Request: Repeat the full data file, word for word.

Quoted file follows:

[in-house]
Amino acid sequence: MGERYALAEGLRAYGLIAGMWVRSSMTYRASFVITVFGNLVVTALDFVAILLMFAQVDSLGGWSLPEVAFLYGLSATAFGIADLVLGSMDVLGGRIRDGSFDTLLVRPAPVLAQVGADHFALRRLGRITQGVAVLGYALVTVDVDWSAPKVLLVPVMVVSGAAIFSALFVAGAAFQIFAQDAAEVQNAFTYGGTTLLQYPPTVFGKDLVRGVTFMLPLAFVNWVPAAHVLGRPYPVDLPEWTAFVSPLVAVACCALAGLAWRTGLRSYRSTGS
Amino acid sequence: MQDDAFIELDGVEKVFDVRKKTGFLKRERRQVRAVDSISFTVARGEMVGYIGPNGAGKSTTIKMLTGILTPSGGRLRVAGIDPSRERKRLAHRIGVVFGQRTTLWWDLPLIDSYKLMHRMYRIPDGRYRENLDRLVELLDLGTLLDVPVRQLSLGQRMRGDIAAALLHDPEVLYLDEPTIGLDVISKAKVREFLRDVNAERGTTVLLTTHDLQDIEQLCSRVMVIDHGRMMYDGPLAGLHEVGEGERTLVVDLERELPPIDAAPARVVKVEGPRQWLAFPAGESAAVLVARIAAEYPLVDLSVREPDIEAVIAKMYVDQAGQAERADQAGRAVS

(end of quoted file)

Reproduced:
[in-house]
Amino acid sequence: MGERYALAEGLRAYGLIAGMWVRSSMTYRASFVITVFGNLVVTALDFVAILLMFAQVDSLGGWSLPEVAFLYGLSATAFGIADLVLGSMDVLGGRIRDGSFDTLLVRPAPVLAQVGADHFALRRLGRITQGVAVLGYALVTVDVDWSAPKVLLVPVMVVSGAAIFSALFVAGAAFQIFAQDAAEVQNAFTYGGTTLLQYPPTVFGKDLVRGVTFMLPLAFVNWVPAAHVLGRPYPVDLPEWTAFVSPLVAVACCALAGLAWRTGLRSYRSTGS
Amino acid sequence: MQDDAFIELDGVEKVFDVRKKTGFLKRERRQVRAVDSISFTVARGEMVGYIGPNGAGKSTTIKMLTGILTPSGGRLRVAGIDPSRERKRLAHRIGVVFGQRTTLWWDLPLIDSYKLMHRMYRIPDGRYRENLDRLVELLDLGTLLDVPVRQLSLGQRMRGDIAAALLHDPEVLYLDEPTIGLDVISKAKVREFLRDVNAERGTTVLLTTHDLQDIEQLCSRVMVIDHGRMMYDGPLAGLHEVGEGERTLVVDLERELPPIDAAPARVVKVEGPRQWLAFPAGESAAVLVARIAAEYPLVDLSVREPDIEAVIAKMYVDQAGQAERADQAGRAVS